There are residents just outside my door. They parade up and down past the thick wooden barrier, the one that boasts Disney princess placards--Belle and Jasmine, to be exact--with "Dawn" and "Eva" curvaciously written on them, respectively.
Just outside the door, the residents are boxing things up and rattling carts carrying their belongings up and down the hallway. Doors slam. Carts bounce off the wall. Laughter. Parents yell at their grown children. The grown children yell back. Sometimes siblings who are decades younger than their college-aged brothers and sisters race past the propped-open doors and out to a sedan that may or may not hold all of a student's belongings. Friends hug goodbye, wish each other a "good summer." "See you in August!" The voices echo about the L-shaped floor.
Beds, dressers and desk scrape across the floor, and the uneven rumbling of heavy furniture wakens me in the early morning hours. I hear people--Can I use the vacuum cleaner/Where are my black sweatpants/I have to sweep/Pick that up/Can you carry this for me/I'm sorry/Excuse me/I have to shower/One last one time/Sorry/Can you move/I'm leaving/Sorry/Oops I dropped it/Hello/Here is the vacuum/Goodbye/Where is my key/Goodbye room/Thank you/Goodbye. All on the other side of the door.
Inside the barrier, in a room darkened by unopened windows, I type. Hans sleeps, his breath rattling. A terrible sore throat plagues him, a cough awakens him. I hand him a bottle of water and watch as he tips it to his mouth. Licking his lips, he nestles back beneath the sheets, eager to drift off amid the chaos just beyond the door.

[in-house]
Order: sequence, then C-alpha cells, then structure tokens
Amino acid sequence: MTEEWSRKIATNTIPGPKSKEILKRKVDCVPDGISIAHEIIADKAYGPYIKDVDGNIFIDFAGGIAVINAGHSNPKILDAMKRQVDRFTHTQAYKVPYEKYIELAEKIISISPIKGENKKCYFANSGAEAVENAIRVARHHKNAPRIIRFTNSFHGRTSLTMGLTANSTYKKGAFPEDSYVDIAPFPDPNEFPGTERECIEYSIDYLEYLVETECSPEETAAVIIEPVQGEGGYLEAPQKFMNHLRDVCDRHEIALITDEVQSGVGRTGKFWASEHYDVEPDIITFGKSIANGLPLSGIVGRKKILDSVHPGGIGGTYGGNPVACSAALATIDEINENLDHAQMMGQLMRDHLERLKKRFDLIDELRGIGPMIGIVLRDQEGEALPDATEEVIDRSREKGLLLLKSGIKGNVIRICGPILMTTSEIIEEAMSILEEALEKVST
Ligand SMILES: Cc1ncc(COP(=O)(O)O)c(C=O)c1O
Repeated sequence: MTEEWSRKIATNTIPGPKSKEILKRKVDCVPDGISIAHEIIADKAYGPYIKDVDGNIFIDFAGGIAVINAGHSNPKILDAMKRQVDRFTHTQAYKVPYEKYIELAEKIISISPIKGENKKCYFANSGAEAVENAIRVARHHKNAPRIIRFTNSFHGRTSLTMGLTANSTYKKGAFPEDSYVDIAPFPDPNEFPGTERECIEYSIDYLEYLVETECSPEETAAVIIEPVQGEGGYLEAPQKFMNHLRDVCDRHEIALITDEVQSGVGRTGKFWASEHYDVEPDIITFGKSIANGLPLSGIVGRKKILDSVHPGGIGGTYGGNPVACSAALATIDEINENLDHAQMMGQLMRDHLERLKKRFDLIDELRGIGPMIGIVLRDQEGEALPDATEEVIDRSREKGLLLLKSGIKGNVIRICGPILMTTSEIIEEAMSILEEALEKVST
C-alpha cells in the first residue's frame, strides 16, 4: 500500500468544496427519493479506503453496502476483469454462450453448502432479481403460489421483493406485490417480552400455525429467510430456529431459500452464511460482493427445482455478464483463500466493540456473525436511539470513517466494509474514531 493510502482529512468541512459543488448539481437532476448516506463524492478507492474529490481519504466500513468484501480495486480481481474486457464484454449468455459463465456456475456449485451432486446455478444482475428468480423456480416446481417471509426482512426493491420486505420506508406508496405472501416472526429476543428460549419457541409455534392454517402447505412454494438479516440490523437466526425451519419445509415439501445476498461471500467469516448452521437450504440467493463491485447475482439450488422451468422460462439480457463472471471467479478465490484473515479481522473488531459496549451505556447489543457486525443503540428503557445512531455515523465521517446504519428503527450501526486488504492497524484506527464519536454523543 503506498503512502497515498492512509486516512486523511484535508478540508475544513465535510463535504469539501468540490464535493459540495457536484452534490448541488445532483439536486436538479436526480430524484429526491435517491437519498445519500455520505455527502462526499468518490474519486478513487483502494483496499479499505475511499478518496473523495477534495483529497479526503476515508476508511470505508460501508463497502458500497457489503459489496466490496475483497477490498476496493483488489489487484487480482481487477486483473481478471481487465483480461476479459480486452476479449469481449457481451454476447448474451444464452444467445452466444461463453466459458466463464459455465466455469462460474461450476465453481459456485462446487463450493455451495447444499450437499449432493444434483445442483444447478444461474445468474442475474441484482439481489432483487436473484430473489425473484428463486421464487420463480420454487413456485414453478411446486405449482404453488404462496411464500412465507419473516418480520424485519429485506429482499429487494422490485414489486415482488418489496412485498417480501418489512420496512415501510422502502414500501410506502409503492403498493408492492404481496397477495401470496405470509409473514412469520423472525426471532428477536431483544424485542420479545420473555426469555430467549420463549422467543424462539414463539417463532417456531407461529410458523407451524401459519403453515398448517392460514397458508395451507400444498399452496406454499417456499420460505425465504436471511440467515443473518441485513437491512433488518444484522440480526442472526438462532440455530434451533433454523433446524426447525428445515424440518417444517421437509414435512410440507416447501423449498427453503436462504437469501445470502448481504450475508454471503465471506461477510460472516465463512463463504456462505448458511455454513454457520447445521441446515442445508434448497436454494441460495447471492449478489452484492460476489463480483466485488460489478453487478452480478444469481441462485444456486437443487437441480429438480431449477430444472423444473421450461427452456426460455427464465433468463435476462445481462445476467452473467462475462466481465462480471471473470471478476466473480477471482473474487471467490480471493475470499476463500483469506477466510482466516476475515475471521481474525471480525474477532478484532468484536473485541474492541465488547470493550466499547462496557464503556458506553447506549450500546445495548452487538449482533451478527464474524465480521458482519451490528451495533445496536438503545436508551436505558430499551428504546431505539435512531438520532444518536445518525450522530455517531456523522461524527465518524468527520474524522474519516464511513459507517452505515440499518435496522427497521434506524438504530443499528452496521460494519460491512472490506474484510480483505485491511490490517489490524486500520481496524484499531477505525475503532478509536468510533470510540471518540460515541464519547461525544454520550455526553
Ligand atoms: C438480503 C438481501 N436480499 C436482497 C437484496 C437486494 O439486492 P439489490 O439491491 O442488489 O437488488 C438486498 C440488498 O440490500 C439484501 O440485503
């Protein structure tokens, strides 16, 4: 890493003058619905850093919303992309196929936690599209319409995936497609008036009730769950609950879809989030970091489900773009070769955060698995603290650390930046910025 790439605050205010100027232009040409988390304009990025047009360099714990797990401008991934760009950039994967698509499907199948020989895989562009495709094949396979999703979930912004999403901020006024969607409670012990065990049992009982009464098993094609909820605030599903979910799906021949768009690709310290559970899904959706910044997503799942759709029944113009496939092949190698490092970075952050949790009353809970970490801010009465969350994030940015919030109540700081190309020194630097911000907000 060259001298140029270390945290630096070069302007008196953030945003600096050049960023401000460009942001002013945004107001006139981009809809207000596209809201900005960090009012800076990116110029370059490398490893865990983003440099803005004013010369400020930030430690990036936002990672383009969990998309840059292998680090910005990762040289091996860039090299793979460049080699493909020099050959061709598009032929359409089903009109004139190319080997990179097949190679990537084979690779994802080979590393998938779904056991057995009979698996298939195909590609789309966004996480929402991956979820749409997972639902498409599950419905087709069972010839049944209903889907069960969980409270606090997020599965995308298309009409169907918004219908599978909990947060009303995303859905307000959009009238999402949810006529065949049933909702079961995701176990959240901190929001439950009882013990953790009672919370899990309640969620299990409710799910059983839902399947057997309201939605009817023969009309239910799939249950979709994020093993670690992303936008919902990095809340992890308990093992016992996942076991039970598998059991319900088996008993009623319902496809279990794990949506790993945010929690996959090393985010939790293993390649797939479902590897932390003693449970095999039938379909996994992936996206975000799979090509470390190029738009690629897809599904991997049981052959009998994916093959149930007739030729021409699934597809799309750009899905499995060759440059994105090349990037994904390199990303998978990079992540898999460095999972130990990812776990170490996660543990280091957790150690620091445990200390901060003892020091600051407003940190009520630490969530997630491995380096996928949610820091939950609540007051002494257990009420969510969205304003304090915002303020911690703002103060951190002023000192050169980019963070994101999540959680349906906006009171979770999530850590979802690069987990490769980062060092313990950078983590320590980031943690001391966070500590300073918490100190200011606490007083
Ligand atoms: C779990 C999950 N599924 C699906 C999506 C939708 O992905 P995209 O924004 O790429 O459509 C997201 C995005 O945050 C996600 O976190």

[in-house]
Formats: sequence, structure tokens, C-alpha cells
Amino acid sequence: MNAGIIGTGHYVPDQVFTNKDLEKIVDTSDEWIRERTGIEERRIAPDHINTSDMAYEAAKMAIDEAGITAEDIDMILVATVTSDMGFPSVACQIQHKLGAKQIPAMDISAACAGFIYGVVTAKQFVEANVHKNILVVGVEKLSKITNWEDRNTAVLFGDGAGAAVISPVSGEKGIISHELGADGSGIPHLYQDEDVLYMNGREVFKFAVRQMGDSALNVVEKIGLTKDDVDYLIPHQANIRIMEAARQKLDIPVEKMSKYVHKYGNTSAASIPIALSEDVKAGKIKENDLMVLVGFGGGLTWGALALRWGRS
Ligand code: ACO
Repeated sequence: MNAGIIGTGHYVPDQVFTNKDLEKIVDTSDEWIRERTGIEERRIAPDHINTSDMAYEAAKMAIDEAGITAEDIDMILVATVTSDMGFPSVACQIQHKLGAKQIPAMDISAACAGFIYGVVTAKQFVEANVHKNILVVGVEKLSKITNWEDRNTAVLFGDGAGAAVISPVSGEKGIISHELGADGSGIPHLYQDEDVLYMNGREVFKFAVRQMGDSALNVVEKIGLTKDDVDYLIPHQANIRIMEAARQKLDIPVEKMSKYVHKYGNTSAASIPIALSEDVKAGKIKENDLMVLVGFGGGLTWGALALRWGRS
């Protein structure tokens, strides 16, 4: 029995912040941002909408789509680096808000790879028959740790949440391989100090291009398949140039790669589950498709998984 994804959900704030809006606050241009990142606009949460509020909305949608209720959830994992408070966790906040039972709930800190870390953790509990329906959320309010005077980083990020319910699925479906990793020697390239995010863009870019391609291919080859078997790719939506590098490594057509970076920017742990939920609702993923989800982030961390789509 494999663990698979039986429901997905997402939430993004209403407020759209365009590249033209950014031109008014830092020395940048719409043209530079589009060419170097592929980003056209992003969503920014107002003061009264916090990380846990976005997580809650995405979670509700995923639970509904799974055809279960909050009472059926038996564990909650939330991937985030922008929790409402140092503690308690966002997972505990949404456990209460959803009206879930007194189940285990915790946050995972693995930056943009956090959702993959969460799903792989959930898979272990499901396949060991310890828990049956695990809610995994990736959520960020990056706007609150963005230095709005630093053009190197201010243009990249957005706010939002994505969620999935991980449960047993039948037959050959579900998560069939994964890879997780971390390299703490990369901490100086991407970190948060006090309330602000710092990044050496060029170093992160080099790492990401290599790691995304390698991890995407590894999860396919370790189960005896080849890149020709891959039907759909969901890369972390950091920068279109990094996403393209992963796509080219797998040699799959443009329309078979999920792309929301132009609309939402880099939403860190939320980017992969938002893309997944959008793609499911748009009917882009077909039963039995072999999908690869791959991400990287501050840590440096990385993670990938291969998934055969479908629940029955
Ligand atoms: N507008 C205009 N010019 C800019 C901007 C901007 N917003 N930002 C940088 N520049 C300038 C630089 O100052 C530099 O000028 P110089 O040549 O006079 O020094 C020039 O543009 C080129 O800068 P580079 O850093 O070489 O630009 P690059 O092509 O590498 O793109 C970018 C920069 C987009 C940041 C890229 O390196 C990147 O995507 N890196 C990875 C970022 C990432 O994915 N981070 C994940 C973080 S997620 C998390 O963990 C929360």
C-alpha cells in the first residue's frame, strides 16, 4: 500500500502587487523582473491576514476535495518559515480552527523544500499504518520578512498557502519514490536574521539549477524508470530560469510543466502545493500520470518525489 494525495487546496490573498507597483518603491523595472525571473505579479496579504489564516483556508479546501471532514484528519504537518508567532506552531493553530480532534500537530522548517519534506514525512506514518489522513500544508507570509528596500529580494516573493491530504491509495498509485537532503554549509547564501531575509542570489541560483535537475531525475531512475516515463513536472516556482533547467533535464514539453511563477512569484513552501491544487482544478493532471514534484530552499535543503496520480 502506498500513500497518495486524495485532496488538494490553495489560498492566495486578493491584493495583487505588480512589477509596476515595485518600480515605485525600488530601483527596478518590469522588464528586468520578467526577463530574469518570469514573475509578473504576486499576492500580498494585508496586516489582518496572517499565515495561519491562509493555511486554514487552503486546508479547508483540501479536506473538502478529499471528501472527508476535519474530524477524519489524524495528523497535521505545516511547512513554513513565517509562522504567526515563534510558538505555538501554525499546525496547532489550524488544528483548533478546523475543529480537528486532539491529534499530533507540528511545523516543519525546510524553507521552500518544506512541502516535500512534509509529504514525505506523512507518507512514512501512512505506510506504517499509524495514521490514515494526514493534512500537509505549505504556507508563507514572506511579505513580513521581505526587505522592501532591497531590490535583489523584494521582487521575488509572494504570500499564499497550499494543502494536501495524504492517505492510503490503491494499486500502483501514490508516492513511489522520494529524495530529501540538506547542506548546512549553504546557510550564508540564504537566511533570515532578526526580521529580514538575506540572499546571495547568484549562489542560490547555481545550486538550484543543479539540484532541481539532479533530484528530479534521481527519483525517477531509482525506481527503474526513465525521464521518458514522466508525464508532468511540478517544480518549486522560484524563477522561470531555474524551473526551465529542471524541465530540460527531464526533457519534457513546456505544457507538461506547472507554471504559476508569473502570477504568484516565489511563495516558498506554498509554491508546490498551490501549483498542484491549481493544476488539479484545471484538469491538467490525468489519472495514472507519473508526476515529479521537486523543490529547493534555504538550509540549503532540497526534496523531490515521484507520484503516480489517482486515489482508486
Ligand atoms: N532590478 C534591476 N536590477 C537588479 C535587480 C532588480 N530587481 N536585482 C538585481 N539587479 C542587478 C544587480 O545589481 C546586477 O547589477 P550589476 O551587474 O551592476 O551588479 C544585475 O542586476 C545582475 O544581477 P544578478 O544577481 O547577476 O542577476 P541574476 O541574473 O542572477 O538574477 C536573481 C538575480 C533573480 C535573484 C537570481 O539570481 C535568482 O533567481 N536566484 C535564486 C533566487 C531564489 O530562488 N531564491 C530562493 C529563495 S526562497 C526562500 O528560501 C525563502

We have not left yet.
Classes have ended, and many of my peers have celebrated the conclusion of finals with shopping, endless movie-watching and/or binge drinking. As for my celebrations? It's difficult to manage, because I have more than one thing to celebrate. In fact, I have three.
First, I am graduating in one week. In one week, I will don my third mortarboard and strut across the stage at Elliott Hall of Music. Secondly, it is my birthday on Monday. I will be turning 23. At first, Monday was only the day after Mother's Day (which my mother conveniently hates), and 23 was only a prime number. However, I will now be celebrating my prime-numbered birthday in Indianapolis with friends. Thirdly Hans and I marked our second anniversary a few days ago with a dinner date, also in Indy.
Within ten days, I will have marked an anniversary, celebrated the day of my birth and graduated from college.
I am not ready to be an adult.
Ten hours and 600 miles away, my cousin is hosting a graduation party today. She is graduating from high school, and I regret that I am unable to join the festivity. I am jealous of her--she is able to see our family and laugh with them. Talk with them about her future plans. Joke with them. Tease our grandmother. Dream about the future.
I am jealous. Her fresh face is eager to begin college, and I envy her enthusiasm. In August, she will be another student who will move her things into a residence hall. She will "exchange words" with her parents, my aunt and uncle, who will begrudgingly unpack her belongings from their sedan and roll it into her room via a noisy, creaky cart. Out of my way/Move/Sorry/Excuse me/Get your stuff/Do you have everything/Move/There is one more load/Anything else/Let's Go/Goodbye/I love you.
She is 18. She is a freshman.
I am soon-to-be 23. I am a soon-to-be college graduate. I am an adult.